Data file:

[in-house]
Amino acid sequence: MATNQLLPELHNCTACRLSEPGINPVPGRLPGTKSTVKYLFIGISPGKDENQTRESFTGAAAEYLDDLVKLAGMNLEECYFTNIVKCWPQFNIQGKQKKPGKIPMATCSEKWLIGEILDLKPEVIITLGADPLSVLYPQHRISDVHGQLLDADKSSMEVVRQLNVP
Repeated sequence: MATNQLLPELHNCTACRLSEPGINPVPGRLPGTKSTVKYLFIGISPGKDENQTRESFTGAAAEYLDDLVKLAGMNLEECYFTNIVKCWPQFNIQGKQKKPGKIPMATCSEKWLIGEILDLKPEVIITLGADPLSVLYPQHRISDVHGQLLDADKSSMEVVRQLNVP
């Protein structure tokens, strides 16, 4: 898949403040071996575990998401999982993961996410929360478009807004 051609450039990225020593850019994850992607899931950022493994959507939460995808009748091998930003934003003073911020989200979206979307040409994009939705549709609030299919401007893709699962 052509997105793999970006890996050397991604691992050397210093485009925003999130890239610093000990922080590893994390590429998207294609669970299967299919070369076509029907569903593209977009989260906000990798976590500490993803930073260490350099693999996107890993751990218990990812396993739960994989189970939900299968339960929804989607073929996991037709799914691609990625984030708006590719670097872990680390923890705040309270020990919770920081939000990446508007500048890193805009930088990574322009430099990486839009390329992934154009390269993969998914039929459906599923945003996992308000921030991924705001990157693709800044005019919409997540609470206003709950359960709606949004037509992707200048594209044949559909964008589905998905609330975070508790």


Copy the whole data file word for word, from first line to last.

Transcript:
[in-house]
Amino acid sequence: MATNQLLPELHNCTACRLSEPGINPVPGRLPGTKSTVKYLFIGISPGKDENQTRESFTGAAAEYLDDLVKLAGMNLEECYFTNIVKCWPQFNIQGKQKKPGKIPMATCSEKWLIGEILDLKPEVIITLGADPLSVLYPQHRISDVHGQLLDADKSSMEVVRQLNVP
Repeated sequence: MATNQLLPELHNCTACRLSEPGINPVPGRLPGTKSTVKYLFIGISPGKDENQTRESFTGAAAEYLDDLVKLAGMNLEECYFTNIVKCWPQFNIQGKQKKPGKIPMATCSEKWLIGEILDLKPEVIITLGADPLSVLYPQHRISDVHGQLLDADKSSMEVVRQLNVP
């Protein structure tokens, strides 16, 4: 898949403040071996575990998401999982993961996410929360478009807004 051609450039990225020593850019994850992607899931950022493994959507939460995808009748091998930003934003003073911020989200979206979307040409994009939705549709609030299919401007893709699962 052509997105793999970006890996050397991604691992050397210093485009925003999130890239610093000990922080590893994390590429998207294609669970299967299919070369076509029907569903593209977009989260906000990798976590500490993803930073260490350099693999996107890993751990218990990812396993739960994989189970939900299968339960929804989607073929996991037709799914691609990625984030708006590719670097872990680390923890705040309270020990919770920081939000990446508007500048890193805009930088990574322009430099990486839009390329992934154009390269993969998914039929459906599923945003996992308000921030991924705001990157693709800044005019919409997540609470206003709950359960709606949004037509992707200048594209044949559909964008589905998905609330975070508790």